Although the article suggests that voice discrimination based on whether you like or dislike the way someone sounds isn't actionable, I'd be on the safe side and go with Craig's advice. There have been several cases in which employees' accents interfered with their ability to do their job well (a black police dispatcher's accent prevented police officers from understanding her and a Haitian employee's inability to understand English resulted in the wrong supplies being ordered and departments getting their deliveries mixed up). In those cases, it was acceptable to transfer or fire the employees because they couldn't perform the requirements of their jobs. I'm not sure how an "annoying" accent would interfere with the employee's ability to do the job well. You or your employment law counsel will need to weigh the facts of your situation and make that call.

    Christy Reeder
    Website Managing Editor
  • Thank you for the link, and I agree about contacting counsel.
  • As many of the others have stated, you have every right to be concerned about REAL communication problems, but make sure they are legitimate! Although there is no anti-discrimination that specifically covers regional accents (race-related accents are a different animal, however)the EEOC guidelines say that the employer must show a legitimate, non-discriminatory reason for the denial of an employment opportunity based on a person's accent or manner of speaking. In two recent claims, 1)the EEOC pursued a complaint from a Chinese-American telemarketing interviewer who was terminated due to her heavy accent(the employer settled for $55,000...her production record did not show she had communication problems) and 2) the agency settled with an employer for $110,000 in a case where an African-American complained to have been passed over for because of sounding "too black".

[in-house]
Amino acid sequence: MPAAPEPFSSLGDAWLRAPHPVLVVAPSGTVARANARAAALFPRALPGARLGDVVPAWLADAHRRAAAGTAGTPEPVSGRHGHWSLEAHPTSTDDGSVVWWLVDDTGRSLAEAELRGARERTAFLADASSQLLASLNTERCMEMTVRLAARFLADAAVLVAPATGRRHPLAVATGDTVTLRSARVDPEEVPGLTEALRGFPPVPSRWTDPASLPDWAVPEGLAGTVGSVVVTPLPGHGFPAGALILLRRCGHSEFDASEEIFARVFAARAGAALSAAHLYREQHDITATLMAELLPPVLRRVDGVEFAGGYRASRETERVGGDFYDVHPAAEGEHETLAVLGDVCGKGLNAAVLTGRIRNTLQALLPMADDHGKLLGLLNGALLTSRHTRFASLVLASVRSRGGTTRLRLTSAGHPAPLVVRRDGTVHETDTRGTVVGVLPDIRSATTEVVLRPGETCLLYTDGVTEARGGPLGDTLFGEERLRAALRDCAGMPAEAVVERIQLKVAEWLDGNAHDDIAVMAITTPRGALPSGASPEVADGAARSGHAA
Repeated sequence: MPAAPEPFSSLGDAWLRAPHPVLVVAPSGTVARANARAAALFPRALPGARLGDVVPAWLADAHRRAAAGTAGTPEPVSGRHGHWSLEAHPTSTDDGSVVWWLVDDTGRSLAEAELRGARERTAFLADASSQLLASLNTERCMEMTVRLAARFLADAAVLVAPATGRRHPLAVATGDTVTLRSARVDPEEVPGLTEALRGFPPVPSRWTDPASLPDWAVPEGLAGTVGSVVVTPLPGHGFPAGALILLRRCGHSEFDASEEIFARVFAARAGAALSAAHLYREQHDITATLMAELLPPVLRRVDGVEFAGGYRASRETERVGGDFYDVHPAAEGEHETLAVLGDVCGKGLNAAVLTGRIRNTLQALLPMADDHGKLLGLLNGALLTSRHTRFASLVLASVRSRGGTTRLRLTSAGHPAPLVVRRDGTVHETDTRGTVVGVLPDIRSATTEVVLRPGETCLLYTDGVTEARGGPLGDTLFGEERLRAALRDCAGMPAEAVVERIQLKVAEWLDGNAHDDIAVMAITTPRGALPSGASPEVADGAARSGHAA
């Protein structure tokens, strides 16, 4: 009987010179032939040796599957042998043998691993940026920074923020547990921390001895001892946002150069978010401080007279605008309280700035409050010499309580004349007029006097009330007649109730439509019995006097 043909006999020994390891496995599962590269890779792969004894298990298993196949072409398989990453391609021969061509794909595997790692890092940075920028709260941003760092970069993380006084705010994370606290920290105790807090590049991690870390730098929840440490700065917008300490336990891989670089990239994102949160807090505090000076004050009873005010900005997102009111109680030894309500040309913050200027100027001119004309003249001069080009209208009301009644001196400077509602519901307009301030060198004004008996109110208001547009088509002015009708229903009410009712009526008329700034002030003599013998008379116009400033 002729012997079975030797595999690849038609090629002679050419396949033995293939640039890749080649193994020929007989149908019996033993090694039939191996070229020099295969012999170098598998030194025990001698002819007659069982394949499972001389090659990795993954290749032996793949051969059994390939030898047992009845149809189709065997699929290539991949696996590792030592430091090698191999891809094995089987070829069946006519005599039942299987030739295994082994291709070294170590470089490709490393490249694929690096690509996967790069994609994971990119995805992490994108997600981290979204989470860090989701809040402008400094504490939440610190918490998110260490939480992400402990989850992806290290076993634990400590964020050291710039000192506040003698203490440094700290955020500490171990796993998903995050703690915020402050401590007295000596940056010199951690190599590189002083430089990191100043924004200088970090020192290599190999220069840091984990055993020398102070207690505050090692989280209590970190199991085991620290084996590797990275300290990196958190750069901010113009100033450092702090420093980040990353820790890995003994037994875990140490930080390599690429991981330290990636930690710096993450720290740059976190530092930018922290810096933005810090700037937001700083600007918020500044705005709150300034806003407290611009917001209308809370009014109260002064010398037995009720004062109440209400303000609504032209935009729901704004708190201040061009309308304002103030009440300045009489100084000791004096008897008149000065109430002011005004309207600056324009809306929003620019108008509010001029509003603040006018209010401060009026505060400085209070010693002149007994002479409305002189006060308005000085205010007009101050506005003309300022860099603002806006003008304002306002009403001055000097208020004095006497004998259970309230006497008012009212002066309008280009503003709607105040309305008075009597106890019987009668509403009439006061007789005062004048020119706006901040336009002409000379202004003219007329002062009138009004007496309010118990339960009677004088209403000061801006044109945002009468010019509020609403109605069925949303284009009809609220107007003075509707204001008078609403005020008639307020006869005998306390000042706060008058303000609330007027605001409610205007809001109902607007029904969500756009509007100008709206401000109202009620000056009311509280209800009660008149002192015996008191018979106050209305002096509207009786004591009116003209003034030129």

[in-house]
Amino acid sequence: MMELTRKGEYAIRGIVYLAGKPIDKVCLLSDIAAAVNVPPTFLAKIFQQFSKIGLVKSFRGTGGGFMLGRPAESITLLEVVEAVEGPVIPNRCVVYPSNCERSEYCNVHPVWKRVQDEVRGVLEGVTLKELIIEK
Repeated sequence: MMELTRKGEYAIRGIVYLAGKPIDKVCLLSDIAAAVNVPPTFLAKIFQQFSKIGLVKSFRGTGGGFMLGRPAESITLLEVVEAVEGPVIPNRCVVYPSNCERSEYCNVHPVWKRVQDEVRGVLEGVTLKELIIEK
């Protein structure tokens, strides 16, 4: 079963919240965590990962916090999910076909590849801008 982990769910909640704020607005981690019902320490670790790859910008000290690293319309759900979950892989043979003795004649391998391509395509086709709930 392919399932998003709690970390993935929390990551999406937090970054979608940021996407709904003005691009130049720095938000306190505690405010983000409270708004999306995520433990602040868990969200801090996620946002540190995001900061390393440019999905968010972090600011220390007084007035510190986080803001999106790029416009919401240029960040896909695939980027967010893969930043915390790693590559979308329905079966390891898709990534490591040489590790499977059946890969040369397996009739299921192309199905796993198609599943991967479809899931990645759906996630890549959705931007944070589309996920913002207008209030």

The clear message from the EEOC is: Be very, very careful!
  • The key to any job screening is that the requirment be related to the essential functions of the job. I would analyze this accent requirement similiar to a requirement that employees use English only. Is there really a legitimate reason for the requirment (and does the accent really mean that the person cannot do the job?).

    For example, if the employee can be understood and it is not part of the employees job to deal with the public and make presentations (for example a sales employee or a tv spokes person), then the employees accent should not be a factor.

    Also, I think it is too easy for a company to use this type of criteria as a pretext for discrimination.

    Good Luck!!
  • In reply to the question about the "discrete" manager who does not hire certian minority or enthics:

    This is why we HR types need to learn to "run the numbers." Keeping accurate records, and periodically reviewing the statistical measures of our performance, both individually and as a company, will point out problems like this.

    When approaching the "discrete" manager, be equally discrete. Do not confront him with "evidence of discrimination." Rather, share with him some court cases on disparate impact (statistical evidence cases) and the cost to employers to settle or litigate them. Point out that whether or not discrimination was intended is not important in these cases, it is the statistical pattern that creates the problems both for the manager and the company. Offer to help this manager review and retool his or her selection processes and ensure that they are fair, unbiased and will stand up to a third party review.
  • Do you think this type of problem is becoming more pervasive now that more business is done over the phone?